Day 9 – Sacred Kings

We discover the adobe fortified buildings of the Diola people which are an interesting example of this style of African architecture. We will then be received by the Monarch of one of the oldest Diola Kingdoms and with his permission we may be invited in to the sacred forest to assist in some traditional rituals. This evening we arrive in Ziguinchor. Overnight Kadiandoumange Hotel or similar. (BLD)

PLEASE NOTE – DAYS 10, 11 & 12

The itinerary on these days will have seasonal variations and will be modified to accommodate the ‘Vaca Bruto’ Wild Bull Dancing Mask Festival, or to search for  saltwater hippos and see turtle nesting sites, depending on your departure date.

Day 10 – Manjaco people

After crossing the border with Guinea Bissau we explore the region inhabited by the Manjaco. This ethnic group calls their traditions 'Gendiman', and still practise them today. We visit some tiny villages hidden in the forest, with sculpted wooden poles called 'Pecab', representing the spirits of their ancestors, and kept in a sanctuary known as 'Cab Balugun'. Overnight at Hotel Mar Azul or similar. (BLD)

Day 11 – Bijagos Archipelago

This morning we leave for a five day journey across the Bijagos Archipelago to discover its remote islands and isolated human settlements. It is located an average of 40 miles off shore and is the largest in Africa with 88 islands of which only 21 are permanently inhabited. With its wild and idyllic landscapes, unique fauna and a genuine tribal culture, the Bijagos Archipelago is a geographical treasure. Overnight Parque Hotel. (BLD)

Day 12 – Queens Island

This morning we will take a 30 minute walk to the sacred village of Okinka Pampa, the site of the graves of the Queens. The society is semi matriarchal so this is a place of great significance. We will meet with the local king who can relate the history of the island. From here we will continue to a spectacular bay and spend the night at a permanent tented camp. (BLD)

Day 13 - Canhabaque Island (around 5 hours of walking in total on flat sandy tracks)

Today we will reach Canhabaque Island (Ilha Roxa) and spend the day walking to villages hidden away in the forest. If you wish not to walk this far you can choose to visit fewer villages and spend more time relaxing on the beach. Due to the remoteness of the islands, the lack of transport and the deep attachment of the locals to their traditions, the Bijagos inhabitants have been little influenced by the external world. Women still wear the saiya, a traditional skirt made of straw, and life in the village is characterised by the importance of initiations and secret ceremonies. Later we travel to Rubane Island. Overnight Hotel Ponta Anchaca or similar (BLD)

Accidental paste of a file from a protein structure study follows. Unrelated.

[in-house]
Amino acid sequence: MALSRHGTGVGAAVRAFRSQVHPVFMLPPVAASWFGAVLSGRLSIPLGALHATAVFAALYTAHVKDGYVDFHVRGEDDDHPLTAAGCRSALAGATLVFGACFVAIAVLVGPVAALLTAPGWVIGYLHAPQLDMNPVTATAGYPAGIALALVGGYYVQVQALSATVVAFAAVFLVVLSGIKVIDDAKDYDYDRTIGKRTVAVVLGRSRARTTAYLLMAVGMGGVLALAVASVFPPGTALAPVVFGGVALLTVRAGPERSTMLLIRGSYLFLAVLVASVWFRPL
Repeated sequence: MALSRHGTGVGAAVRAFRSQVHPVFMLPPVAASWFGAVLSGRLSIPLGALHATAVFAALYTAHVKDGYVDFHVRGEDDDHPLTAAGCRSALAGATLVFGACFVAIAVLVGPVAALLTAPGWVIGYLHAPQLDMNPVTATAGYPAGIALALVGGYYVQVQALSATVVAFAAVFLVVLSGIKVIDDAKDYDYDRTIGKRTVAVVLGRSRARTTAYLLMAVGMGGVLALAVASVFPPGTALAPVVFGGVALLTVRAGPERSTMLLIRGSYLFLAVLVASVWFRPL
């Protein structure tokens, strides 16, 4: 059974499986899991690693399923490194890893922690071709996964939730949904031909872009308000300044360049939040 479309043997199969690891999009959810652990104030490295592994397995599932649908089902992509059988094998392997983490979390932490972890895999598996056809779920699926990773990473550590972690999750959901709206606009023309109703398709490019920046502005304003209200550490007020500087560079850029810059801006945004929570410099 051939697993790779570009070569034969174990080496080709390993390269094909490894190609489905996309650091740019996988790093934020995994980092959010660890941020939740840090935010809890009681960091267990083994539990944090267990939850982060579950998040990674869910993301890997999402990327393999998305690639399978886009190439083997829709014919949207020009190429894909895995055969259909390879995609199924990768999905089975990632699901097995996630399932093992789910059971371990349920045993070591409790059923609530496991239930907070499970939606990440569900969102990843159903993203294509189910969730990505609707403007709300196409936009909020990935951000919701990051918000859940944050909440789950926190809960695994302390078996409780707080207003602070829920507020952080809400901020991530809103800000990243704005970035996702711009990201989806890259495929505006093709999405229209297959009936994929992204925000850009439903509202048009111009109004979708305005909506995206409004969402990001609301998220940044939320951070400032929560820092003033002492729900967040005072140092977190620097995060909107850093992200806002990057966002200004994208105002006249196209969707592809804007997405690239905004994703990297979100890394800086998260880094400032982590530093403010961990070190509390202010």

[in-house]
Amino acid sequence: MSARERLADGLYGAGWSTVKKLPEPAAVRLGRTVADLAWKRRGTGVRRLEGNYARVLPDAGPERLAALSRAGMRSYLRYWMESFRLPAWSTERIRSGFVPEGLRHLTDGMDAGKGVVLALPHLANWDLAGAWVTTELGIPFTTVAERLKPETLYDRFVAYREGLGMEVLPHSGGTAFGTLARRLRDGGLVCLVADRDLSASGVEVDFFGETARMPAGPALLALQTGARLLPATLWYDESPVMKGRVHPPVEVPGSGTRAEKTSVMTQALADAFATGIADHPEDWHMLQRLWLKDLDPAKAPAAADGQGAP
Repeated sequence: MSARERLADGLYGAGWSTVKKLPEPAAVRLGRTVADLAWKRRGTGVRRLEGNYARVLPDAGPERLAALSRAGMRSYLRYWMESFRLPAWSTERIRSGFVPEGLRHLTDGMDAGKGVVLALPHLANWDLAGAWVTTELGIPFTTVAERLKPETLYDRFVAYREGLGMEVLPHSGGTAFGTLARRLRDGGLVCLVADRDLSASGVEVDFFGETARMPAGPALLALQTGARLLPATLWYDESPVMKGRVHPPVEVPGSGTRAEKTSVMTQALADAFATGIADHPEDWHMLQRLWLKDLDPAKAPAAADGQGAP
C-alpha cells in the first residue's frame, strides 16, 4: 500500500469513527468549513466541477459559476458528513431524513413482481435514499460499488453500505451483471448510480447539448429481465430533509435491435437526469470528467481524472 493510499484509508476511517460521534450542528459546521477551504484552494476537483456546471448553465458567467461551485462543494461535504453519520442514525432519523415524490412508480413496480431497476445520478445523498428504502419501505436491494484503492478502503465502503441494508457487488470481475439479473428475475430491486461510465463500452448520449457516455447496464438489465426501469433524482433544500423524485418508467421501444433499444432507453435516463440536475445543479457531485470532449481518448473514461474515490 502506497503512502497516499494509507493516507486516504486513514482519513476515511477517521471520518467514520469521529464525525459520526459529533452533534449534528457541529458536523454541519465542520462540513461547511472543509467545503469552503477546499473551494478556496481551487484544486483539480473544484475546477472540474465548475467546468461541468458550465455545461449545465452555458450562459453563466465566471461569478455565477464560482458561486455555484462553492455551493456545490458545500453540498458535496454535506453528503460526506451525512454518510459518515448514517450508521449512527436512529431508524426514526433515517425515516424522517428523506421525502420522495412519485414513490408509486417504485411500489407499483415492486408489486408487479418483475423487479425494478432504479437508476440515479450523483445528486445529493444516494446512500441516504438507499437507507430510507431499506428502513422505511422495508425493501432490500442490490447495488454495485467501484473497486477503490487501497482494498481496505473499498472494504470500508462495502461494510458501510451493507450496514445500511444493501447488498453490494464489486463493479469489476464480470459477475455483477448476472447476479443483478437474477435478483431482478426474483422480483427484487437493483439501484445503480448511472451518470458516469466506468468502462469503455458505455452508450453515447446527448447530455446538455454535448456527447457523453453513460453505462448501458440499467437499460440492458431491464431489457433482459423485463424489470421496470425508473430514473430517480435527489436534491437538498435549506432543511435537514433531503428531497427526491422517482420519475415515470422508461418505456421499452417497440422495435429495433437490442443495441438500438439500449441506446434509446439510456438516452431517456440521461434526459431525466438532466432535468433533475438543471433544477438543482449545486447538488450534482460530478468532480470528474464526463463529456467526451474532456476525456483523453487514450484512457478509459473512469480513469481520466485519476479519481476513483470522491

Day 14 – Island life

Take a boat excursion to Bubaque passing Soga Bay with its large colony of pink flamingos. This is the largest village in the archipelago with unpaved alleys,and a tiny colourful market, with a small museum dedicated to the culture of the Bijagos. In the afternoon we will return to Rubane Island and the rest of the day will be at leisure. Overnight Hotel Ponta Anchaca. (BLD)

Day 15- Bolama Island- Bissau

Early this morning we leave for Bolama, the former capital of Portuguese Guinea from 1871 to 1941. When the Portuguese left, the native people came to live in the town but it is now falling apart and partly invaded by tropical vegetation. The town has large, sunny avenues, empty squares, dry fountains, bush-like gardens and a Governors Palace around which goats wander peacefully. This afternoon we arrive in Bissau for a short city tour. There will be rooms available for day use until 6pm before you transfer to the airport for your flight home. (BL)

The Carnival tour on 31 January 2018 is 15 days in duration- please contact us for the Tour Dossier.

Inclusions:
Arrival and departure transfers
All accommodation
Transport as described
Services of English speaking guide / tour leader
Meals as listed (B – Breakfast, L – Lunch, D – Dinner)
Entrance fees for sites listed as part of the itinerary

Excluded:
International flights in to Dakar and back from Bissau
Any airport taxes
Travel Insurance
Visas
Drinks
Tips (discretionary)
Items of a personal nature

Updated 27/06/17